The Lord Jesus had asked James and John if they were able to drink the cup that He was about to drink. Their response was that they indeed were able, to which the Lord said, “You will indeed drink My cup.” James proved in his life and death that not only was he able, but he was also willing to drink that cup and become a martyr for the sake of Christ his Lord.


Although he was the younger of the two boys, much more is known about John than James. His contribution to the New Testament is enormous, giving us a Gospel, three Epistles, and the book of Revelation. The Gospel presents grace embodied in the person of Christ; the Epistles emphasize the godliness of life required of a Christian; the Revelation reveals the glory of Christ at the end of the age.

The only time in the Gospels that John is mentioned by name without someone else at his side is in Mark 9:38, where he rebuked someone for casting out demons. This incident, along with the others mentioned above, paints a picture of a man who is hard, sometimes brash, and who would err on the side of truth. John aged well; he learned the balance of grace and truth, and he became the apostle of love. What a wonderful example of finishing well!

John in his own Gospel never mentions himself by name. He simply uses the phrase, “the disciple whom Jesus loved.” He gives the most intimate portrait of the Savior, gleaned from being the closest to Him. The one who “leaned on the Savior’s breast” reveals the heart of the Lord Jesus.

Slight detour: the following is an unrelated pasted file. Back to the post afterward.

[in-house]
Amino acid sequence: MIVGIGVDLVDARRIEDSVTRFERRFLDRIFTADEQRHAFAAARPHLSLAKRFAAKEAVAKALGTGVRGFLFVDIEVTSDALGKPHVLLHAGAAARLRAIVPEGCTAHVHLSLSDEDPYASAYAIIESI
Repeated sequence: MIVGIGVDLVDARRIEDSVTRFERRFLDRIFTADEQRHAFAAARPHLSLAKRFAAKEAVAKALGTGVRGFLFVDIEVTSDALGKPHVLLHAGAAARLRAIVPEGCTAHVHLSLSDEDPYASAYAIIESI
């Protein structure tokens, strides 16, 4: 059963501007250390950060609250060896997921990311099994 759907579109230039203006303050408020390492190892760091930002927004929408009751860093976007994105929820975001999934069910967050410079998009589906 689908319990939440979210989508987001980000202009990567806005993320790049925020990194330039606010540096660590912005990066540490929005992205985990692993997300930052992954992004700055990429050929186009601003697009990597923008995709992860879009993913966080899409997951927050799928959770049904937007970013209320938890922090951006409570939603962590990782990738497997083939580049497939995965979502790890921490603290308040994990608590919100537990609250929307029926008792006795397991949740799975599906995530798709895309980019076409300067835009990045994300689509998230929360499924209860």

John was the only one of the twelve that is recorded to have been at the cross when the Lord was crucified. It was in those touching moments that the Lord Jesus committed His mother, Mary, into John’s care. Based on tradition, John never left Jerusalem and the care of Mary until after her death.

John moved to Ephesus, and it was from there that he was exiled by the emperor Domitian to the rocky island of Patmos. It was on Patmos, in a small cave, that he was given the Revelation of Jesus Christ. The heavens were opened above him and the future was unfolded before him. After the death of Domitian, the apostle John returned to Ephesus, living there for the balance of his days. He passed away from this scene and into the presence of the One he loved so well around the year ad 100. Tradition again relates that John was the only one of the twelve to die of old age; all the others died as martyrs for Christ.

Another anecdotal account of John’s last days in Ephesus was that John would be carried to the assembly, asked for a word, and his constant refrain was, “My little children, love one another.” When asked why this was his only message, his response was to the effect that this was the Lord’s command and if it is obeyed, everything else will be right.

The apostle of love has left a wonderful legacy. In his Gospel, he attests to the deity of Christ, while in 1 John, he affirms His humanity. Thematically, he develops the concepts of light, life, and love. He gives the balance of truth and grace first seen in Christ and subsequently to be seen in us all.

It is fitting to end with these instructive and transformative words of John to us: “Do not love the world or the things of the world” (1 Jn. 2:15).

“Beloved, let us love one another” (1 Jn. 4:7).